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What to consider if you invest in Peru

Strong Points

The main strengths of Peru's economy are:

  • Economic dynamism with a sustained growth rate for five years: forecasts up to 7.3% in 2021 (IMF)
  • An abundance of natural resources (mining, energy and agriculture), generating a general trade balance surplus thanks to its numerous exports
  • Prudent macroeconomic policies that have been carried out by an independent central bank, which has enabled the country to have optimal management of the public debt and to reduce the external debt
  • A large workforce because of the youth of the population
  • Favourable development of the domestic market, encouraged by ever stronger domestic demand
  • Membership in the Pacific Alliance, which opens access to the markets of Chile, Colombia and Mexico 
  • A continued open trade policy over the years
Weak Points

The Peruvian economy, however, presents certain obstacles to FDI:

  • High vulnerability to commodity prices and the Chinese economy (China being the largest receiver of Peruvian exports)
  • High dependence on exports on the primary sector
  • Legal framework with deficiencies that do not help to eradicate corruption
  • A social situation that is sometimes difficult depending on the region, caused by a structuring of the redistribution of unstable and unequal wealth
  • A large lack of infrastructure
  • Vulnerability to natural disasters
  • A large informal sector (70% of employment in 2021 according to COFACE)
  • A dollarised financial sector
Government Measures to Motivate or Restrict FDI
The Peruvian government is trying to attract foreign investors in all sectors of the economy. During the 1990s, the Peruvian government encouraged the stabilisation of the economy and promoted liberalisation policies by dropping customs barriers and opening the economy to foreign investors. In April 2002, the government established PROinversion, an agency that promotes and administers private investment in Peru. PROinversion participates in the privatisation of public companies and industries based on natural resources. Peru's foreign investment laws, including the Foreign Investment Promotion Law and the Private Investment Growth Framework Law, were passed in 1991, reinforced by the 1993 Constitution.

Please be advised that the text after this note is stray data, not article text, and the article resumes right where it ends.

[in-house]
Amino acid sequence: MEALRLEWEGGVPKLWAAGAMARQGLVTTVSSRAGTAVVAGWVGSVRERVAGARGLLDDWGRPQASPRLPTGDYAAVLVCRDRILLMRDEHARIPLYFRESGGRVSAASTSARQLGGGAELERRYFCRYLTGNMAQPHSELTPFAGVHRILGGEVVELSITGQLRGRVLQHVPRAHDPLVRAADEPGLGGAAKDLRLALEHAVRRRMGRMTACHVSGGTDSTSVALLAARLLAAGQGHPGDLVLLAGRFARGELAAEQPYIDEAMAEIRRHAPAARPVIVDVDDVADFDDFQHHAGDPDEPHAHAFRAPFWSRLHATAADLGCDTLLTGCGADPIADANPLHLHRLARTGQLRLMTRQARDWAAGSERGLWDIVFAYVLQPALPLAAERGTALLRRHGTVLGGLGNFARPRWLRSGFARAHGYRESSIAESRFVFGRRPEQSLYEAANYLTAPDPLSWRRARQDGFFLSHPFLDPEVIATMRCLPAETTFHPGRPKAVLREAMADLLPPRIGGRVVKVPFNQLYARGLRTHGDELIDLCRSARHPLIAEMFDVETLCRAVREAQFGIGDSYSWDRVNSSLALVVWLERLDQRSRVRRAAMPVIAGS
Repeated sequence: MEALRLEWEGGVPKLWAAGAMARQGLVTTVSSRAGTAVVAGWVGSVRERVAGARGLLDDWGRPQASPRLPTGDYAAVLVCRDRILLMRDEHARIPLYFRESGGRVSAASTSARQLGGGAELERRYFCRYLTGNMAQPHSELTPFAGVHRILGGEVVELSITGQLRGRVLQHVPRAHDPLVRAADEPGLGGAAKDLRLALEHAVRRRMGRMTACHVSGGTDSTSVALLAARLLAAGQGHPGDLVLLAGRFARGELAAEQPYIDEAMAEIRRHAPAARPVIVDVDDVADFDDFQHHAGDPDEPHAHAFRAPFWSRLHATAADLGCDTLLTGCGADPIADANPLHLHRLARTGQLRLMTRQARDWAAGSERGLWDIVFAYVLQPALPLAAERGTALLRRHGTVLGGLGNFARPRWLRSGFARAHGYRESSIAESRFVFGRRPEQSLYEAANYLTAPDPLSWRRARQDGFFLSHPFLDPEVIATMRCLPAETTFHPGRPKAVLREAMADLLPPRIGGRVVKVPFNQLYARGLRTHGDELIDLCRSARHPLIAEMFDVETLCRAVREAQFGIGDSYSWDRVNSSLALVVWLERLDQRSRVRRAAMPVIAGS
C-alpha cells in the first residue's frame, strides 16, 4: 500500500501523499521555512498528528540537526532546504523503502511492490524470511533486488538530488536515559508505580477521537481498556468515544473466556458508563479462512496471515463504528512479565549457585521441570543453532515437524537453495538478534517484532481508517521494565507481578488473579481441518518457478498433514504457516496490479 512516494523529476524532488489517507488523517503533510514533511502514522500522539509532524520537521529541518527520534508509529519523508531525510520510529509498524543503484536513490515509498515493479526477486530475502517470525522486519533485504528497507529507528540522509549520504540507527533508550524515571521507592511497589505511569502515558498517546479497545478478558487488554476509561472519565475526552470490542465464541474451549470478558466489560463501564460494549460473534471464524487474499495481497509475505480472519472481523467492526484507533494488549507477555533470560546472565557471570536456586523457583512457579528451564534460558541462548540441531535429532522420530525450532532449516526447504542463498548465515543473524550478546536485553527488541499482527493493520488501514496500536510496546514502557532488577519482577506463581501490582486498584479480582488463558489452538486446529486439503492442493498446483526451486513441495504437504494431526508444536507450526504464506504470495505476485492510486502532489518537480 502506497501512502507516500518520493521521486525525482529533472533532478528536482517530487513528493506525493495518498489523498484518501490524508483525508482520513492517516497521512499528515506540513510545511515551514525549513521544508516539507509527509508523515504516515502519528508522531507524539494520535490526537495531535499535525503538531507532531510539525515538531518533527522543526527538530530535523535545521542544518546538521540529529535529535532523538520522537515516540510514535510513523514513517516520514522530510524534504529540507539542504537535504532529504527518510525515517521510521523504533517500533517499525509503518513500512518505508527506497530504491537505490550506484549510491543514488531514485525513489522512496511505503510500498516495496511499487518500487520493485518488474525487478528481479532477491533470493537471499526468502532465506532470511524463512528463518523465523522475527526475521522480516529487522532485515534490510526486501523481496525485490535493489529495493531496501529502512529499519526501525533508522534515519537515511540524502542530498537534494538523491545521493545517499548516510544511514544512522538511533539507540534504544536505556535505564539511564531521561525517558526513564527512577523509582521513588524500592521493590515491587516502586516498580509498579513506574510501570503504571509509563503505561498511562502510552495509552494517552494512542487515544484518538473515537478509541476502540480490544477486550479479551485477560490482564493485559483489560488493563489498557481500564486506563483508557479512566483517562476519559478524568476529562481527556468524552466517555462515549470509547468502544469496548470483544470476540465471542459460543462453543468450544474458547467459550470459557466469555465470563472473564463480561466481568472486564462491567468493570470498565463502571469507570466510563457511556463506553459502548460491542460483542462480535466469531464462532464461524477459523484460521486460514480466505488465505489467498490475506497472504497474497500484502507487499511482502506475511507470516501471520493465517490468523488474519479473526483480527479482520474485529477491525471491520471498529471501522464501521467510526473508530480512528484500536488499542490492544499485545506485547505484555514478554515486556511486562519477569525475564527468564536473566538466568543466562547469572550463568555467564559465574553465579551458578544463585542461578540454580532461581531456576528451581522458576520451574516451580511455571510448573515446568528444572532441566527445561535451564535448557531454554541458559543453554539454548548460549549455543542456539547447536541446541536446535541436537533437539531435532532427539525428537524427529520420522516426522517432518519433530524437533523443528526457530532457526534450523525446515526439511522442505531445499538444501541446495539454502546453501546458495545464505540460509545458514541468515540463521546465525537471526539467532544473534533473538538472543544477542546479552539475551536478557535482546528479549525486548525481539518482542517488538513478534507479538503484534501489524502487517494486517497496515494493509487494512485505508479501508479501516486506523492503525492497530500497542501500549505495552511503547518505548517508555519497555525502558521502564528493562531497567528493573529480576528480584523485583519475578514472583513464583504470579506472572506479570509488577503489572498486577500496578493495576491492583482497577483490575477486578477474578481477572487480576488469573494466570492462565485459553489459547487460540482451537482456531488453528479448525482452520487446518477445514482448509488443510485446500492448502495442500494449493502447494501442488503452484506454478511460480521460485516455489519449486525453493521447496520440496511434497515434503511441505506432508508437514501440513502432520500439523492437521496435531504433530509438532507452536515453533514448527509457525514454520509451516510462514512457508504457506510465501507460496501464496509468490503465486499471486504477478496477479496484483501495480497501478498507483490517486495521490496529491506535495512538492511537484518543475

Since 2011, the Peruvian presidents focused on a model of liberal development, largely favourable to foreign investors. The latest political changes, with the election of President Francisco Sagasti in 2020, have stimulated Peruvian sovereign bond issuance and inspired international markets. Legislative reforms and privatisations are supported by the World Bank and the International Monetary Fund (IMF), whose loans in Peru between the 1990s and 2010 are valued at around USD 7 billion. The country is considered to be reliable by the World Bank, which ranks it 76th in the world and sixth in Latin America, in its 2020 Doing Business report, indicating that the government has created a favourable environment for business.

Peru hosts a total of seven Special Economic Zones (SEZs) overseen by MINCETUR's Foreign Trade Facilitation Office: a Free Trade Zone in Tacna and Special Development Zones (SDZs) in Ilo, Matarani, Paita, Tumbes, Loreto and Puno (the last three are not active). Companies can join SEZs through public tenders. These SEZs allow companies to access various incentives (such as tax benefits, exit facilitation procedures or tax exemptions).

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Latest Update: July 2022